Reading your credit report to ensure you can build credit effectively and achieve the score you want.
Welcome to the Game of Good Credit! If you want to win, you need the right strategy and you must be able to move effectively through your credit report. From start to finish, there are six sections that can come into play.
The starting point is personal information. This includes basic details likes your name, address, employers and aliases. As you move along, check that everything is correct – especially for aliases. Because if you get confused for another player it can set you back significantly.
The second section you pass through is also the largest – credit history. You move through each account to review payment history and account status. Remember each late payment sets you back, bit by bit. And the longer an account goes unpaid, the further it will put you back. Accounts in good standing with a positive payment history help you move forward. But if you fall behind you can also land on other negative items, like collections, charge-offs, repossessions and foreclosure, which can really cost you credit-wise.
The next section is where you encounter credit inquiries. Too many hard inquiries from authorized credit checks can set you back here.
The next section covers public records, like civil lawsuits and court judgments. If you don’t have any of these records on file, this section may not appear and you can skip ahead. But if you owe something like bad child support, it can slow you up. And you may have to payout in order to get moving again. This section also includes third-party collection accounts. These can put you back in a big way, so it’s best to avoid them.
Next you’ll run into a section for consumer statements. If you lose a dispute to remove a negative item, you can add a consumer statement that explains what happened. The effect of these statements on your game is always neutral.
Finally, you’ll encounter a summary of your rights under the Fair Credit Reporting Act. This isn’t really part of the game, so much as a list of rules for fair gameplay. If you read this it helps you understand your credit better so it’s easier to win. You can learn about all of the rights protected by federal law, so it’s easier to win and achieve the best score possible.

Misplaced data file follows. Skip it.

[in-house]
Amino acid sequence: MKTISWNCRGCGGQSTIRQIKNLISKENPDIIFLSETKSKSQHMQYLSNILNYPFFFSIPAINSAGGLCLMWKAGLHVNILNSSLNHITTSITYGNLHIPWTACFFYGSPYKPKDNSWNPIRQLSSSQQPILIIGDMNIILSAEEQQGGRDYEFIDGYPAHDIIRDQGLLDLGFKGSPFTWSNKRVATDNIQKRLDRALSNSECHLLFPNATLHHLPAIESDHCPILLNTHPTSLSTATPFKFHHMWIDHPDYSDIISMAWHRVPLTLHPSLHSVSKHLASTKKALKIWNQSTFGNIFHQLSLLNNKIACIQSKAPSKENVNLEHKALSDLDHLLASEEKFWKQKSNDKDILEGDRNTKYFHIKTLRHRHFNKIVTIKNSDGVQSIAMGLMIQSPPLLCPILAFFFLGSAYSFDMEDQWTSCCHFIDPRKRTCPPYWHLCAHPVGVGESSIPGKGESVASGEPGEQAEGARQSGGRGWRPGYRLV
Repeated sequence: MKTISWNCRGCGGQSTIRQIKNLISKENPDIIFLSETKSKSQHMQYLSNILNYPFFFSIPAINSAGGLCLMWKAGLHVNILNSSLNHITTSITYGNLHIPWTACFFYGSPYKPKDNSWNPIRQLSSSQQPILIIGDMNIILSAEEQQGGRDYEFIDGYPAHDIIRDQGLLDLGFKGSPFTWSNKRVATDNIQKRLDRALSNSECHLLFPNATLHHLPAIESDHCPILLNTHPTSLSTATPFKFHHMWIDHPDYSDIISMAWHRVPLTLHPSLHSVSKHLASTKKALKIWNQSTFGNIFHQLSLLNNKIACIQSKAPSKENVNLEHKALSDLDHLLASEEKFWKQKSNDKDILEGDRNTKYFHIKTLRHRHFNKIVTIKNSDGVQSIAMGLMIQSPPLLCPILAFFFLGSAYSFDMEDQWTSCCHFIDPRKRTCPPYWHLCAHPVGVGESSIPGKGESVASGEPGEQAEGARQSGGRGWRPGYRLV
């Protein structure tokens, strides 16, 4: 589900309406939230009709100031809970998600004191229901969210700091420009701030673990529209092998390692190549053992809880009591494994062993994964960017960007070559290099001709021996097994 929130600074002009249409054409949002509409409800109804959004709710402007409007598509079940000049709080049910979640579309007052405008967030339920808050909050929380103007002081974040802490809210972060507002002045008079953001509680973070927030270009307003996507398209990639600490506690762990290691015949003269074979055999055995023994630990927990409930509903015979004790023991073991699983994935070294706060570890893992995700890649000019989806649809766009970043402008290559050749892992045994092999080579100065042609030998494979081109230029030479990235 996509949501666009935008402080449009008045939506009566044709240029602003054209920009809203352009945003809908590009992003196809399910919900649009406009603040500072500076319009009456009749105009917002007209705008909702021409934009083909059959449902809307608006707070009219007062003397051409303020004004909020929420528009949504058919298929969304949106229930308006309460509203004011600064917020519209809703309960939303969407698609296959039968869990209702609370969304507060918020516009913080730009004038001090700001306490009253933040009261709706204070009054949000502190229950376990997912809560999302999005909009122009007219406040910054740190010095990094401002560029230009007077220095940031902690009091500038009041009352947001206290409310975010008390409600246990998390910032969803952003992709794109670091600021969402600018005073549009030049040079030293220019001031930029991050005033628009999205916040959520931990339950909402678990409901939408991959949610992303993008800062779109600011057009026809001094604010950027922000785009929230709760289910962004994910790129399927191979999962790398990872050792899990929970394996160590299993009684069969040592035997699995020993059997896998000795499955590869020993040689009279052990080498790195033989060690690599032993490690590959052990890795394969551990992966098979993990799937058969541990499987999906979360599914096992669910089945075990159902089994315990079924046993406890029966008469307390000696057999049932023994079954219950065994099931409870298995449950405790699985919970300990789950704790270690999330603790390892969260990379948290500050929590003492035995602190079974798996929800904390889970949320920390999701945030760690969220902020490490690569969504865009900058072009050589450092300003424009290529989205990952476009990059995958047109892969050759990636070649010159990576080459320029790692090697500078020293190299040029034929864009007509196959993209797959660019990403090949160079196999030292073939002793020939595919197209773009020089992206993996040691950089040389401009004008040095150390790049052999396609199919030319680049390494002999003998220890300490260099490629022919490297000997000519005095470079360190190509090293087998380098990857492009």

It’s important to note that each credit bureau has their own version of your credit report. So, fields may not be exactly arranged the same from one bureau to the next. While the board may look a little different, gameplay should be the same.
For more information on winning the game of good credit, visit ConsolidatedCreidt.org.
What is a credit report?
A consumer credit report is basically exactly what it sounds like. It’s a report that contains facts about your debt payment history. Lenders use this information to determine if you qualify for loans and credit cards, and what interest rate you pay.
By regularly reviewing your credit report, you can:
- Identify reporting errors, so you can dispute the information with bureaus to repair your credit
- Spot potential signs of identity theft, such as new accounts that you don’t recognize and credit inquiries you did not authorize
- Understand negative items that could be contributing to a lower credit score, so you can take strategic action to build credit
How to read a credit report
Each bureau maintains their own private version of your report, so they present the information differently. However, they all contain the same six basic sections.
- Personal information:Your name, current and previous addresses, spouse’s name, date of birth, Social Security Number, telephone number, place of employment, etc.
- Credit history:Name, identification number, date account was opened, credit limits, current balance, monthly payment amounts, credit and debt repayment history, and payment frequency among other things.
- Credit inquiries:When you run a credit report, inquiries appear on your report. Bankruptcies, judgments and lawsuits also appear on it. This reveals credit activity to your creditors. This also lists everyone who has asked to see your report in the past two years.
- Public records:Includes things like bankruptcy filings, tax debt issues with the IRS or your state, and third-party collections accounts.